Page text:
Perspective is Key

Here’s JPDO’s NextGen ConOps summary from Chapter 2:

ANSP service delivery is performed through a combination of new procedures, technologies, and infrastructure, significantly increasing safety, security, and capacity of air traffic operations in the NAS. ANSPs will require different automation, procedures, and skill sets than those that are utilized in today’s ATC environment. The requirement for the service provider to retain local knowledge of the airspace (e.g., frequencies, airspace fixes, and handoff procedures) is minimized; therefore, the airspace can be treated like commonly configured airspace. This is particularly true at high altitudes. Commonly-configured airspace affords great flexibility in the airspace and corresponding traffic to which ANSP personnel can be assigned and in the frequency with which the assignments can dynamically change. It also enables the reclassification of ANSP personnel commensurate with the new types of operations. Direct addressable communication reduces the requirement for frequency management and knowledge. Currently in airspace where ANSP personnel provide tactical separation and all aircraft capabilities must be accommodated, the skill set of the ANSP personnel is similar to that of a radar controller.

New ways of staffing air traffic facilities take advantage of available resources and provide additional opportunities for career growth. Automated staffing tools help facility managers match staffing to traffic demand, so that management of NAS resources is dynamic and flexible enough to adjust to changes in the market as well as changes to daily and seasonal traffic flow. Ebbs and flows in traffic levels can be efficiently managed, unconstrained by facility boundaries, with the necessary communication, data, and surveillance capabilities. By decoupling geographic airspace and infrastructure constraints from aircraft operations, capacity managers have the flexibility to leverage resources across facilities to match staffing to traffic demand.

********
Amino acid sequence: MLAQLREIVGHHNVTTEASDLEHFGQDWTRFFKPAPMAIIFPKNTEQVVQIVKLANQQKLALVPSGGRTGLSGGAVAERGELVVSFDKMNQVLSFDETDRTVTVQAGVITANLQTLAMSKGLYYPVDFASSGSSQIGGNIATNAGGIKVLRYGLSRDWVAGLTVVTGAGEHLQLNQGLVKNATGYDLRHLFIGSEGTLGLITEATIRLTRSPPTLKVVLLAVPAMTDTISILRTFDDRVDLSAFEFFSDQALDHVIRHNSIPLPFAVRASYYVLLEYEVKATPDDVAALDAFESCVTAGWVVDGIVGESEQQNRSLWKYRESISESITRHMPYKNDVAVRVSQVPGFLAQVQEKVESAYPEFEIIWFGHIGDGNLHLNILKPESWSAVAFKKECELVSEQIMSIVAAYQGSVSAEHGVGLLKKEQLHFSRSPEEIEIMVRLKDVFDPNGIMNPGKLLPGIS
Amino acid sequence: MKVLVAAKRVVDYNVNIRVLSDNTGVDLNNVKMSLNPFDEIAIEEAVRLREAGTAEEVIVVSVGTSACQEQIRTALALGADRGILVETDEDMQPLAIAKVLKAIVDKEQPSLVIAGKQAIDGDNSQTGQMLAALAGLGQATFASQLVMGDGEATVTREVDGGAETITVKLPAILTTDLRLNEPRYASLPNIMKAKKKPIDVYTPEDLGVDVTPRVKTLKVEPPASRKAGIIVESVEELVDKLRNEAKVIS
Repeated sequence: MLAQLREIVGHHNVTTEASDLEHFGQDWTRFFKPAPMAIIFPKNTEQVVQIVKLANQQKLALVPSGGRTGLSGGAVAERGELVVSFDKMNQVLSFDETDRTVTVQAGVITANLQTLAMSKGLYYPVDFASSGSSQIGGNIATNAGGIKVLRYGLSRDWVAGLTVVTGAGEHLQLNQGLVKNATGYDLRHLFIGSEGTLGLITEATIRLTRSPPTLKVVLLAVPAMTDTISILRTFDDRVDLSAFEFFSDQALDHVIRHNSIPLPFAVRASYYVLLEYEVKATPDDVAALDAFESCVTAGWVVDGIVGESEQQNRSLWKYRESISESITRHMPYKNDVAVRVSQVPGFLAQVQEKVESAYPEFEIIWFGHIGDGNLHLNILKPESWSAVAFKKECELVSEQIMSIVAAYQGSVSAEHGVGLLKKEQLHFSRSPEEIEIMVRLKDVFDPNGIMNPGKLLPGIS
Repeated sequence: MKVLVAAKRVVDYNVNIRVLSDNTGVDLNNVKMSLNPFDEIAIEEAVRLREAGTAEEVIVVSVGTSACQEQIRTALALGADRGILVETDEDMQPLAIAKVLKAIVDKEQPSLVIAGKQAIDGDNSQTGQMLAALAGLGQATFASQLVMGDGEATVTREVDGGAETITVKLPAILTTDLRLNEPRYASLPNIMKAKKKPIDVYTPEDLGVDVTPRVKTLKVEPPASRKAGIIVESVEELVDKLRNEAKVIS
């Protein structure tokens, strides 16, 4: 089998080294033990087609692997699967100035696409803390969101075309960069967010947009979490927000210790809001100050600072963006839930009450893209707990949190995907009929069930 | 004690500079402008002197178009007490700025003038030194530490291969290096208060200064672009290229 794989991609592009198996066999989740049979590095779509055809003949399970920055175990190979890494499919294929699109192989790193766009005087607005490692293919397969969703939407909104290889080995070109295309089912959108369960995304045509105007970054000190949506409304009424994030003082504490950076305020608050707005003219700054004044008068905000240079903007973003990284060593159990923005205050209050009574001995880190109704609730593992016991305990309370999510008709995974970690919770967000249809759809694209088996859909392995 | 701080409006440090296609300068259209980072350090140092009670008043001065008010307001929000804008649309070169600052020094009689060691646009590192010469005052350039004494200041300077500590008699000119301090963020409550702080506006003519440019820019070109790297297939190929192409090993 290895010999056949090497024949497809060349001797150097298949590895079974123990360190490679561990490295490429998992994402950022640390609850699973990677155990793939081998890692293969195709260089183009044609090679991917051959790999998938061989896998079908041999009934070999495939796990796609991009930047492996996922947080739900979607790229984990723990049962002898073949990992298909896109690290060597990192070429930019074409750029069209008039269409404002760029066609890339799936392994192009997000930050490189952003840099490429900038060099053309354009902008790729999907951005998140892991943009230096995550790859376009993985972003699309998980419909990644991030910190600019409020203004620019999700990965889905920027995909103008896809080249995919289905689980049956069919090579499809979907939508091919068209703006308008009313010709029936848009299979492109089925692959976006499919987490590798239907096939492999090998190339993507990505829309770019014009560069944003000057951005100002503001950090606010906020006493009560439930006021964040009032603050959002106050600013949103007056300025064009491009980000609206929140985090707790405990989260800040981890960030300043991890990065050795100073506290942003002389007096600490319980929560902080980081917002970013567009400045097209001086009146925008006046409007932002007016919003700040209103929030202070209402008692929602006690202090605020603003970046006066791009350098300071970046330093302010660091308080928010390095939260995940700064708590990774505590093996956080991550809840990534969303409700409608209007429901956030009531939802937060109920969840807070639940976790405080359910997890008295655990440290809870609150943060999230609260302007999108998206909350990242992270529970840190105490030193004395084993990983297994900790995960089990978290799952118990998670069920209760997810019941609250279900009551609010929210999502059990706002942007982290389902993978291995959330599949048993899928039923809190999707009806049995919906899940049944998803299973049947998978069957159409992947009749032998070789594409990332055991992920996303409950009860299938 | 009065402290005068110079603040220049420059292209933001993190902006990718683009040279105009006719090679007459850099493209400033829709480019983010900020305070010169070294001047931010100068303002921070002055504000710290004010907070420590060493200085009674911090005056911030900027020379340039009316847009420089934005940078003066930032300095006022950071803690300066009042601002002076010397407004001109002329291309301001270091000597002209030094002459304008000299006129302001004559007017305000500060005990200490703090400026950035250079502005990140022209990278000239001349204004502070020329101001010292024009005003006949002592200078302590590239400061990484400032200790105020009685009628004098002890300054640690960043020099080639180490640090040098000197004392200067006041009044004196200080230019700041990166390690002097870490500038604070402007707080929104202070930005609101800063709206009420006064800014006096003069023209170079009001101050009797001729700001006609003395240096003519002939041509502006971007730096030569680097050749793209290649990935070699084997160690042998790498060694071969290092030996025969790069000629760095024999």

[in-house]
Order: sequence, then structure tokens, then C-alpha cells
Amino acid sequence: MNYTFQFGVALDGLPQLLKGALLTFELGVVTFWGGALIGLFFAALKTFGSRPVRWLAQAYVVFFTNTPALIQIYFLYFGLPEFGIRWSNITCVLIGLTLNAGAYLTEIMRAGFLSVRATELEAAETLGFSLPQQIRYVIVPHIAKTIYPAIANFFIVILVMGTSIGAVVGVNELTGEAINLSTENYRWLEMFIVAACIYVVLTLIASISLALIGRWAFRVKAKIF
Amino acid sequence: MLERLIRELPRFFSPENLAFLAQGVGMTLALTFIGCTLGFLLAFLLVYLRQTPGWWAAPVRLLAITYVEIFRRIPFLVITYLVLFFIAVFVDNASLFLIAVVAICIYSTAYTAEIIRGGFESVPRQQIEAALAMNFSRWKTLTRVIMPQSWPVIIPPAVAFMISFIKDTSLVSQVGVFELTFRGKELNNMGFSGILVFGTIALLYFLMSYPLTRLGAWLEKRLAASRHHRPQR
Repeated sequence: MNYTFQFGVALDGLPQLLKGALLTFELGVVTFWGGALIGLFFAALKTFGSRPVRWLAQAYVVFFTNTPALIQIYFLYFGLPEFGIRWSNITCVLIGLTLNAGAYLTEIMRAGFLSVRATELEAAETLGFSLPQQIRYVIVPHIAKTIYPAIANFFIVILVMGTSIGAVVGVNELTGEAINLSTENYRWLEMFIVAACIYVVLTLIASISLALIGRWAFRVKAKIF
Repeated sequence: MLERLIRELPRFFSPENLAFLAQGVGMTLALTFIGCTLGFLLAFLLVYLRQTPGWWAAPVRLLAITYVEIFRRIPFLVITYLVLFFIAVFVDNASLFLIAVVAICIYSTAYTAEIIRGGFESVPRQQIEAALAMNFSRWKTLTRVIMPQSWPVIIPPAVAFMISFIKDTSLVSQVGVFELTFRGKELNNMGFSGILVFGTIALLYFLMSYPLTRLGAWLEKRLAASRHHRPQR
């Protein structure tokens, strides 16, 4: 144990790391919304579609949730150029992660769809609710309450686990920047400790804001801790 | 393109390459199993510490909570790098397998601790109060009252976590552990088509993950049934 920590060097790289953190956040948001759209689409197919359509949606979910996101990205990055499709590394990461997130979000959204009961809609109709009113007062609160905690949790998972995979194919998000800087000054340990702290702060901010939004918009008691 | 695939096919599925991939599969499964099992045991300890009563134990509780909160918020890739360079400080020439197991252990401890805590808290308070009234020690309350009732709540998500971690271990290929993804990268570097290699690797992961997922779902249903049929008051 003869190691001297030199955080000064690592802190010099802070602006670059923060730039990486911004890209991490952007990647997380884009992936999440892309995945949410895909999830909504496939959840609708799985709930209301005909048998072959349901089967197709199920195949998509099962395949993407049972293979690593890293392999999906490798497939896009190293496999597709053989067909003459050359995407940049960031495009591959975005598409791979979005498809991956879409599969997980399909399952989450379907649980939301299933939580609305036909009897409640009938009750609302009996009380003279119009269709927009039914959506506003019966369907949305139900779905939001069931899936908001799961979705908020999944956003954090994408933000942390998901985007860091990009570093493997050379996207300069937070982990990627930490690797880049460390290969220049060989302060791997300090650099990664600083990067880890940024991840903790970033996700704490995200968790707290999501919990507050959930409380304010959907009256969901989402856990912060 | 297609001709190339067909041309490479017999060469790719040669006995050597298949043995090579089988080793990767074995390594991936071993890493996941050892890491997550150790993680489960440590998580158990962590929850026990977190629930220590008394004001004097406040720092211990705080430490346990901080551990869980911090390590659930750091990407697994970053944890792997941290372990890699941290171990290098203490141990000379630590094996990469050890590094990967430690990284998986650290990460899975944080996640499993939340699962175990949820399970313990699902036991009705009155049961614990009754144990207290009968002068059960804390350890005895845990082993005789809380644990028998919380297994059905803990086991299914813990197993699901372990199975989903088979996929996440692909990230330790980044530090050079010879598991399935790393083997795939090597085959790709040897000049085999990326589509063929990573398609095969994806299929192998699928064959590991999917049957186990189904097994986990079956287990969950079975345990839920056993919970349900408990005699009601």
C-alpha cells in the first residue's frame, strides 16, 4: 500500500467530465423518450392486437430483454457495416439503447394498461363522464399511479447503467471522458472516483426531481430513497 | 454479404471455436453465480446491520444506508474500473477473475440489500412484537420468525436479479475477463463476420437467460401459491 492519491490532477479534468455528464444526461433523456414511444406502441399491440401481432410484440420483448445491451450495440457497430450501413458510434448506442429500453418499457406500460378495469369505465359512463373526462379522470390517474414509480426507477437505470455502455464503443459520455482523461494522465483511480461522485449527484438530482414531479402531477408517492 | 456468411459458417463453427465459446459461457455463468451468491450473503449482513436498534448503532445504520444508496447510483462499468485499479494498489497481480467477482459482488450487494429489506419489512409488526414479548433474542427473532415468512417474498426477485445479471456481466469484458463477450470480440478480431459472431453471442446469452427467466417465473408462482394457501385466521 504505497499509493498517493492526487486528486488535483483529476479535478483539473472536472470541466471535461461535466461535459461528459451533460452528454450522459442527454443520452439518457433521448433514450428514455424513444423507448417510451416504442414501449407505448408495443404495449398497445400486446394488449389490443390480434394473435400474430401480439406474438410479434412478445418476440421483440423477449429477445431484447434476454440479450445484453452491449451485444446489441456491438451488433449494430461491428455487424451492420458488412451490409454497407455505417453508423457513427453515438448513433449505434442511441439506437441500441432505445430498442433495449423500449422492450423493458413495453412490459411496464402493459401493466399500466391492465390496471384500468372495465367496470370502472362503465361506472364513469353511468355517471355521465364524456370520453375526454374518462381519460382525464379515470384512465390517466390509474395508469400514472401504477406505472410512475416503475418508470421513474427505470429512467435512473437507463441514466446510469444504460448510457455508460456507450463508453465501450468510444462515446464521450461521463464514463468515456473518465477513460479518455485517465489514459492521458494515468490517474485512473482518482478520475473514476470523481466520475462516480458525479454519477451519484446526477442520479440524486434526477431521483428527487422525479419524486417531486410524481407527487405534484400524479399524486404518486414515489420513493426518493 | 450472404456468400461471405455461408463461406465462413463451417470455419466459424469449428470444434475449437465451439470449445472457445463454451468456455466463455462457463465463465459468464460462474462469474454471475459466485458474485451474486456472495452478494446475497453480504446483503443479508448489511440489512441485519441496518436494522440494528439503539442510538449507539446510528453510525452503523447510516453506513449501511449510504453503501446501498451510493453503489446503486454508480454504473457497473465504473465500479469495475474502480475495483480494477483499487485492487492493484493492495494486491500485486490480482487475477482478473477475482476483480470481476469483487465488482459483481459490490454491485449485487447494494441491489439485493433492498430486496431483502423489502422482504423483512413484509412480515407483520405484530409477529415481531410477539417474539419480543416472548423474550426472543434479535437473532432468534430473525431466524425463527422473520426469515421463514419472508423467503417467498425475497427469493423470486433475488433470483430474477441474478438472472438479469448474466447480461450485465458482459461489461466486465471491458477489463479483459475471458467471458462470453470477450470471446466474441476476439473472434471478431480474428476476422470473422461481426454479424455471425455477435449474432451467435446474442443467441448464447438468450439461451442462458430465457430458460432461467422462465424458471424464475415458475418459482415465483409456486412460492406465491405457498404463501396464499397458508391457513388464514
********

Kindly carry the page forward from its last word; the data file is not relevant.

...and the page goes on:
Co-locating operational domains (e.g., tower control and terminal airspace, approach control and en route airspace) of differing complexity levels into general service delivery points allows service providers to advance to higher grade levels without having to relocate. This has the dual benefit of providing employees better opportunities for career progression while dramatically decreasing operating, maintenance, infrastructure, and permanent-change-of-station costs.